'Look, I’m invited to a conference and a formal dinner afterwards and I’m wondering what to wear. You must help me, you know so much about fashion.’
'Don’t panic. The first thing you have to decide about is whether you are going to wear formal or informal clothes.’
'The answer is obvious. I can’t go there dressed informally. I imagine everyone will be in evening dress (= elegant clothes worn in the evening). I mean the dinner, of course.’
'So, put on your smartest suit (= most elegant suit) and that’s it.’
'Yes, but what about the conference itself?’
'I don’t think you need to dress up (= dress in formal clothes) for the lecture unless you are going to give a presentation yourself.’
'No, I’m not.
'So, you can be dressed in (= wear) something smart casual (= between very elegant and very informal). I’m sure you’ve got plenty of suitable shirts and trousers in your wardrobe.’
'I hope so. I wouldn’t like to spend money on new clothes.’
'Just make sure you take a few more items of clothing in case you need to get changed (= change into different clothes). You know, you may always spill some juice or get dirty.’
'That’s a good idea.’
'And remember to always have your jacket done up (= fastened) if you want to look smart!’
'I will! But, I’ve just thought of something – could you do me favour and help me select the clothes I should take. Say, you could come to my place at the weekend?’
'All, right.’


More contexts for the new words:

  • John is very smart for his age. (= clever)
  • Why don’t you undo your jacket? It’s rather hot here. (= unfasten)




Match the expression halves.


  1. put on your smartest             a) up
  2. have your jacket done           b) casual
  3. wear something smart          c) suit
  4. to be dressed                          d) dress
  5. to be in evening                     e) in something




Complete the questions and then answer them.

  1. When did you last need to ………………………. changed? Why?
  2. When did you last put on your smartest ……………………….? Why?
  3. Do you think it’s ok to be ………………………. informally in an office? Why/ why not?




Those of you who know the rule concerning the use of superlative adjectives may be surprised to see a sentence like:

'(…) put on your smartest suit and that’s it.’

According to the rules, an adjective in its superlative form must be preceded by ’THE’, indicating that it is unique and the only one in a given group.
And here, you’ve got a superlative adjective ’SMARTEST’ and no ’THE’ beforehand. Some students would quite willingly say 'put on your the smartest suit’, yet this would be a mistake. Why?
The answer is as simple as follows: when you use a possessive pronoun (e.g. your, my, her), you cannot use 'the’; they exclude each other.

So, say:

You are the most clever person I know.
This is the largest room in our house.


You are my most clever student.
This is our largest room.




A/ Have you seen the Browns recently?

B/ Yes, last Sunday, heading for church in their SUNDAY BEST.

Your Sunday best are your best clothes that you wear for special occasions.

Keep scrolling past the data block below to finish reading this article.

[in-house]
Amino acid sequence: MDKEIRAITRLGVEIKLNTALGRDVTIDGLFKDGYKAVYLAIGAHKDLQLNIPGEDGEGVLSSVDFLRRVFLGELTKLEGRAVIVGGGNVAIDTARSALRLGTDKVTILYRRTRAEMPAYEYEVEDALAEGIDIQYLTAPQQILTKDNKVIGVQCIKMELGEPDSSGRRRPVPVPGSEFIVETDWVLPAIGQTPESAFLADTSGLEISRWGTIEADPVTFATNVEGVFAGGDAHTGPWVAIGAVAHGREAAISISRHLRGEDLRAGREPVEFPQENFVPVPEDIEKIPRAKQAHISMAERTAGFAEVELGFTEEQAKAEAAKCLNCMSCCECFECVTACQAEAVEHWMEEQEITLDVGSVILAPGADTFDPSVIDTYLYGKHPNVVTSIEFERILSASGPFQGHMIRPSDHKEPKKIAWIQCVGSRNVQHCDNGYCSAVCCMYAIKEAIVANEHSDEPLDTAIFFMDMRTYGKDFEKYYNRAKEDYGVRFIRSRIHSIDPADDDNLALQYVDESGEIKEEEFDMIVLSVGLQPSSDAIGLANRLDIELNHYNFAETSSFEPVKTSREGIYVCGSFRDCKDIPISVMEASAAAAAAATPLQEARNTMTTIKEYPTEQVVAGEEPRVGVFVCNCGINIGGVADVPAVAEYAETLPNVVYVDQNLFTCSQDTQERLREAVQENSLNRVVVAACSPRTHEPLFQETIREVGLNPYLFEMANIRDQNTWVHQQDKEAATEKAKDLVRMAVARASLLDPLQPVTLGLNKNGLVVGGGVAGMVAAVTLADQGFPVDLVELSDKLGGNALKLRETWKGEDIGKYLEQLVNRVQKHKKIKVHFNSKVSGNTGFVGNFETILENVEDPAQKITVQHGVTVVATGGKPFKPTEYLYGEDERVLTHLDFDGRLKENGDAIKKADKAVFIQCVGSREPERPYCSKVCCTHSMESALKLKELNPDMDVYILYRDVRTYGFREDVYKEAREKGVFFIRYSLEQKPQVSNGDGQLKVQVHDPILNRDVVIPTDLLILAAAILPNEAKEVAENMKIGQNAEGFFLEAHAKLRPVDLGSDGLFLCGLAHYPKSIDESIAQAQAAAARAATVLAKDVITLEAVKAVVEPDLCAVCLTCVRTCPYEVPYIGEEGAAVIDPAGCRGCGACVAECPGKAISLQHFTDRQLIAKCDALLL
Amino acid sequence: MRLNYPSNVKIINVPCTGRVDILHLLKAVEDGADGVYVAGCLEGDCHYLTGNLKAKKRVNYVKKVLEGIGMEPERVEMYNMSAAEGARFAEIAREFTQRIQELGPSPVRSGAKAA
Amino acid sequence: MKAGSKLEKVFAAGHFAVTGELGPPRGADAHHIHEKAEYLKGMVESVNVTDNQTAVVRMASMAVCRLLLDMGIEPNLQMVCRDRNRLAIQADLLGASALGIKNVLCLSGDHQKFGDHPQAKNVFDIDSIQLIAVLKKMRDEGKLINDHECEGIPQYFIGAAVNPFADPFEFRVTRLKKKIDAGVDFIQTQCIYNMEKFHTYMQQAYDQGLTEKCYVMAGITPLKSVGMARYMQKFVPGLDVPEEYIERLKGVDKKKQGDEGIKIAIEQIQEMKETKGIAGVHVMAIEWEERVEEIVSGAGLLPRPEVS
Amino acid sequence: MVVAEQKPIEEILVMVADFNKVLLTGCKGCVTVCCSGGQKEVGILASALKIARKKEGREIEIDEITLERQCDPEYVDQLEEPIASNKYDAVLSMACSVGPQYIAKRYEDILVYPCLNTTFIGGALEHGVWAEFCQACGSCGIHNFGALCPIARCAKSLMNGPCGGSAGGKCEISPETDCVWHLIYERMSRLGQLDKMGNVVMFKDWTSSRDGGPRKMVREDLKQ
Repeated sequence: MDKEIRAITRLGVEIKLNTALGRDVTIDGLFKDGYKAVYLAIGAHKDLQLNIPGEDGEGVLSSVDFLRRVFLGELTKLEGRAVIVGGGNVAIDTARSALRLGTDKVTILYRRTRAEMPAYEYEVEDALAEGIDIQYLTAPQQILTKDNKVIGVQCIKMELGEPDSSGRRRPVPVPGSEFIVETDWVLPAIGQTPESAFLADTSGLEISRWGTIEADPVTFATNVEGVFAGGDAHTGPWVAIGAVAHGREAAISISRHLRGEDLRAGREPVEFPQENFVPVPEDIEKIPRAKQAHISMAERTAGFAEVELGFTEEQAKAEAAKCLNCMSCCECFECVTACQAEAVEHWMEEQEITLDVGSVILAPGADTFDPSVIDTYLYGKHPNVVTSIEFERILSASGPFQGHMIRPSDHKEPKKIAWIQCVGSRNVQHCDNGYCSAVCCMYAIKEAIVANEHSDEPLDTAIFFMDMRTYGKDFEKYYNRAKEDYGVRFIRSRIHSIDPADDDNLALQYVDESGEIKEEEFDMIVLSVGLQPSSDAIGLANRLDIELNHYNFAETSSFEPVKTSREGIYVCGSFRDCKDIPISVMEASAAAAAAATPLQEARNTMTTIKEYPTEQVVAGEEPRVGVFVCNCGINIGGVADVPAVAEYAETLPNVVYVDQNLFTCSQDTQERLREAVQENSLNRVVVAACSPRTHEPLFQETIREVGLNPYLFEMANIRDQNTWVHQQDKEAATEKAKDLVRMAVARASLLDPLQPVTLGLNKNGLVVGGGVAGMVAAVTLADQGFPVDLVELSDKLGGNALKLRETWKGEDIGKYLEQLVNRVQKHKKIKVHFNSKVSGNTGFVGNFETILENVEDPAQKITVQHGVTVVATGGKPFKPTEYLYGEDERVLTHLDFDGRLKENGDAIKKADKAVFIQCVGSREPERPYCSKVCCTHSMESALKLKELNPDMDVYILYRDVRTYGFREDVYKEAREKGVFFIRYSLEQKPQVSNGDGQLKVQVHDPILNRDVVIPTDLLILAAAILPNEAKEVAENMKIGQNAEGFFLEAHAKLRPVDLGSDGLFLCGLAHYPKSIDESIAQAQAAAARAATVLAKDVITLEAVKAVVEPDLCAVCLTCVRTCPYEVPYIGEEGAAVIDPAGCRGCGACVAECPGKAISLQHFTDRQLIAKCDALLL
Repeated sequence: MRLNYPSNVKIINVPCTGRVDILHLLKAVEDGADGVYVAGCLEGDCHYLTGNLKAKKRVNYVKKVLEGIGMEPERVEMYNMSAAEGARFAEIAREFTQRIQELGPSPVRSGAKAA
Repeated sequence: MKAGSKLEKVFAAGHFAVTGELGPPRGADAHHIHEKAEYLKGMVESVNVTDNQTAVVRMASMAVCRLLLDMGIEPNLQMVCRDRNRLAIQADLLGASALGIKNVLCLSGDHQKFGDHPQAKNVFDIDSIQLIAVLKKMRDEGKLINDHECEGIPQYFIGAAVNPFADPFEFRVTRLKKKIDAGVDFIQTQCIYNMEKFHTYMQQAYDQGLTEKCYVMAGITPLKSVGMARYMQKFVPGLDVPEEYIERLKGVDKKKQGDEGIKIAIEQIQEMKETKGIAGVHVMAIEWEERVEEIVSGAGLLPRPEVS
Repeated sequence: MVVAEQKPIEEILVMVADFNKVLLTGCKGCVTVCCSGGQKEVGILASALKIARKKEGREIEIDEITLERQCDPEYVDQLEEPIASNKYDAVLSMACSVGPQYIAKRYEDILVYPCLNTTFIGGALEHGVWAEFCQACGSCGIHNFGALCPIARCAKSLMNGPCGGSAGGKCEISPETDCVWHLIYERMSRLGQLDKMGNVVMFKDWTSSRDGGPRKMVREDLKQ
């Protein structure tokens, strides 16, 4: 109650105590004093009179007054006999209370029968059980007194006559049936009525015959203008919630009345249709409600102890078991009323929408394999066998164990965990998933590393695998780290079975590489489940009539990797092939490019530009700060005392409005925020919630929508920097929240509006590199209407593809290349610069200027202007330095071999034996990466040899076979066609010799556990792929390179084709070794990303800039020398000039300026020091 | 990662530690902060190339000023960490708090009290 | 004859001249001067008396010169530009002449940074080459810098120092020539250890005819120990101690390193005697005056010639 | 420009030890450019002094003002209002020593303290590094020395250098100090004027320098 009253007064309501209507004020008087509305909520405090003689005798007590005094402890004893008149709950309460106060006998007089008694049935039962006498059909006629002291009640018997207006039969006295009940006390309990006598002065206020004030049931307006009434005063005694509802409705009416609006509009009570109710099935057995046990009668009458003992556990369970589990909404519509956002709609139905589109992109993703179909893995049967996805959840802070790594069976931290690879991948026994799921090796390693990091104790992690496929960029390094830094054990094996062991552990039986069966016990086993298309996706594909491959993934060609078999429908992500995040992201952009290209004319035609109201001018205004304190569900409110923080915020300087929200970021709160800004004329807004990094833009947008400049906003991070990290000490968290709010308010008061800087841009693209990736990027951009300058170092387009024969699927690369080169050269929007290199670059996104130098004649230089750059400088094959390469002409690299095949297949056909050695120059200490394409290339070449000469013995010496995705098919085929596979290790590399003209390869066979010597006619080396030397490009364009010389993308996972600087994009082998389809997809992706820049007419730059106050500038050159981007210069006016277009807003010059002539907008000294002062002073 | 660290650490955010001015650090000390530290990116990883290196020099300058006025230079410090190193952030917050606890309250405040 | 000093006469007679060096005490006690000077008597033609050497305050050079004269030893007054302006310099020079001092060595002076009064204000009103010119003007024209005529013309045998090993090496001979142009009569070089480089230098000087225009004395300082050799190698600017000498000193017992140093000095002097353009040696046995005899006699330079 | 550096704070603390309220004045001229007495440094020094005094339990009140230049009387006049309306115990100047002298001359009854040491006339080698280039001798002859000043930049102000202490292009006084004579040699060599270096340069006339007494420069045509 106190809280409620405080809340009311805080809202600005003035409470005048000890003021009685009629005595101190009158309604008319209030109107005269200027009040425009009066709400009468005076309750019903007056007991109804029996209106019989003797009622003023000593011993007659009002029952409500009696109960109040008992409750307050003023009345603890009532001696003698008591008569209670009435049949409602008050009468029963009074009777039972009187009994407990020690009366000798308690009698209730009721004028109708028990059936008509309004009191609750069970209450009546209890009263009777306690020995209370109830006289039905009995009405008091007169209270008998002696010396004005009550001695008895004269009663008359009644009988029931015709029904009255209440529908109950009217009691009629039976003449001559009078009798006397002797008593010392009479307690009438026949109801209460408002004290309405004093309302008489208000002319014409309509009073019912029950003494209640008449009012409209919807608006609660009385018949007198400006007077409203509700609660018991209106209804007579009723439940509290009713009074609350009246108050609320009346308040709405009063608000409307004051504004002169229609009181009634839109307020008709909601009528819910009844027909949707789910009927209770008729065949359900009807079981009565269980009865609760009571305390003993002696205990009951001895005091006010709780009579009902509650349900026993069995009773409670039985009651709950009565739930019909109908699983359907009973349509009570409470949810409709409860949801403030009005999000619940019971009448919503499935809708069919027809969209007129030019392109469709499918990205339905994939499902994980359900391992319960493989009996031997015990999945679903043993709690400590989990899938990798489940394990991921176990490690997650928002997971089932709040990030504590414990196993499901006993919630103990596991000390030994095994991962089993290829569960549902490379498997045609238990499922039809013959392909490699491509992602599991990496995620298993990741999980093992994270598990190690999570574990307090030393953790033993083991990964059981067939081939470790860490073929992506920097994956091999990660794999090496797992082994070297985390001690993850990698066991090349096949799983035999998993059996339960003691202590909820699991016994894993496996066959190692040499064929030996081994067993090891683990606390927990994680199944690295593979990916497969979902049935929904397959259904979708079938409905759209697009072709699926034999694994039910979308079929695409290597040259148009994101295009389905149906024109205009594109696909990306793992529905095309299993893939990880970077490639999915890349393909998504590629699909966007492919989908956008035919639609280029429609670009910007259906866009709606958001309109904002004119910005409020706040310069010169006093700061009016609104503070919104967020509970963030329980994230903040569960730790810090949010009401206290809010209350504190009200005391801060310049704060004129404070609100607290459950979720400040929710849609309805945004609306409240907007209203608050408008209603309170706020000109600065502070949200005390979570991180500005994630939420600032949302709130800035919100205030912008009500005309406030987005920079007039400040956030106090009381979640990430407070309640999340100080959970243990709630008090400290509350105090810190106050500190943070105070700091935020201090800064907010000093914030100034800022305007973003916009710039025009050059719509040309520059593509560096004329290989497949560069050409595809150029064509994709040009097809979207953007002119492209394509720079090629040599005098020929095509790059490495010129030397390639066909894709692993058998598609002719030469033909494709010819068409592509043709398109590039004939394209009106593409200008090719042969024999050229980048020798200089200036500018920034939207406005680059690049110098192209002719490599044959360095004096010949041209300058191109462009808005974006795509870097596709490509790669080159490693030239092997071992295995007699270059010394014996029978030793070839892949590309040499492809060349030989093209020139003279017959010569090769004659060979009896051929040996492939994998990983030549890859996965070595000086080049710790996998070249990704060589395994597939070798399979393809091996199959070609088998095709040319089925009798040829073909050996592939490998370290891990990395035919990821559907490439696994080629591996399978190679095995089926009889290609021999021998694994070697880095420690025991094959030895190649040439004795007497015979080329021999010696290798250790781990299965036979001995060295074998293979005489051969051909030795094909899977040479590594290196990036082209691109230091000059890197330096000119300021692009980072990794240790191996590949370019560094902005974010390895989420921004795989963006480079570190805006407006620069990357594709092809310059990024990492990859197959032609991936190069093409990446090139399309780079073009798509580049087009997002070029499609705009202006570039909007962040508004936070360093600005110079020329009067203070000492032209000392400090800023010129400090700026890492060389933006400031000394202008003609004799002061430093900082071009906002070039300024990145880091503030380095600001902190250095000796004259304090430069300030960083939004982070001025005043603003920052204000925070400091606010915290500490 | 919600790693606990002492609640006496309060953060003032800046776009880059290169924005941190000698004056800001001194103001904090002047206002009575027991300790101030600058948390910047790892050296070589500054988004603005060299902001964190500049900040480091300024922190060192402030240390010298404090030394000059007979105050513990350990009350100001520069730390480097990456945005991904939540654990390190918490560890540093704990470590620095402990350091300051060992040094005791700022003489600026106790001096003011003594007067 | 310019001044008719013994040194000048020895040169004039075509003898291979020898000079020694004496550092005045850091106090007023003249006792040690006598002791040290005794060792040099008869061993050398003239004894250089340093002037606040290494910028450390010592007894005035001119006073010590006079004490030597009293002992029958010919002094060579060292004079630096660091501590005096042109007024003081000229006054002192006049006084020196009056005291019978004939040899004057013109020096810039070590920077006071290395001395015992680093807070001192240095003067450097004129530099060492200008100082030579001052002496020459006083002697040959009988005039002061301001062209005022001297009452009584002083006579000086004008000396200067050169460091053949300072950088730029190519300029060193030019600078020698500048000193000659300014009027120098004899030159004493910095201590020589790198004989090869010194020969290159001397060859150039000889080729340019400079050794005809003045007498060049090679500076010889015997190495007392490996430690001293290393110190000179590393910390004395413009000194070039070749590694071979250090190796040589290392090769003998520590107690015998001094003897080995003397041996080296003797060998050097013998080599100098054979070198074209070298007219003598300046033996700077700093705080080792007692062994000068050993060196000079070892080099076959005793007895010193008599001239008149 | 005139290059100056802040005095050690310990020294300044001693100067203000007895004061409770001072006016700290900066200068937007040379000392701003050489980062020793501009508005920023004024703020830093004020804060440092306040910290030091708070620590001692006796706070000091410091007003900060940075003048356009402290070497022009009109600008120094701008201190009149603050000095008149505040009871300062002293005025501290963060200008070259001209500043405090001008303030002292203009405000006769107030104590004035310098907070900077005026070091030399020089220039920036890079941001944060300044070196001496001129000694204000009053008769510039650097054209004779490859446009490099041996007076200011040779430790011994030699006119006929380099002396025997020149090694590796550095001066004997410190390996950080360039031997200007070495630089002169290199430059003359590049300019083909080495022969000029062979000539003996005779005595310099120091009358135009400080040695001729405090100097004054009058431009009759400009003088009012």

1. If you PUT ON clothes, you start wearing them.

Cathy put on her coat and went out.
Jim had forgotten to put his watch on.

  1. If you TAKE something OFF, you remove your clothes, etc.

I’d better take my shoes off.
Take off your coat, please.




All the sentences below contain mistakes. Correct them, using the idioms and phrasal verbs from above.


  1. He got up, wore on his clothes, and went to work.
  2. The whole family were dressed in their Saturday best.
  3. Don’t forget to off take your hat when you enter a church.





An unusual contest took place last Sunday in the worldwide capital of fashion, Paris. The objective of the competition was to put on as many items of clothing as humanly possible. To make the task even more daunting, the participants were required to bring the clothes on their own, as they were not provided by the organizers. Not surprisingly, then, the contestants were seen hauling virtually truckloads of garments from their wardrobes, and many even borrowed clothes from their families, friends and even distant acquaintances. However, they were bitterly disappointed when the competition started, since they only had half an hour to get dressed, and putting on two hundred blouses and fifty pairs of jeans is no easy task. The winner, Jessica Langley from Boston, succeeded in wearing simultaneously seventeen t-shirts, five sweaters, three jackets, five pairs of jeans, seven pairs of socks, two pairs of shoes and six hats. How did she accomplish this feat? She says she’s had lots of practice as a child, dressing up dolls!



daunting – challenging

to haul – to pull

truckloads – lots of

garments – clothes

simultaneously – at the same time

feat – extraordinary achievement


download lesson (pdf)





  1. c
  2. a
  3. b
  4. e
  5. d


  1. get
  2. suit/ clothes
  3. dressed


  1. He got up, put on his clothes, and went to work.
  2. The whole family were dressed in their Sunday best.
  3. Don’t forget to take off your hat when you enter a church.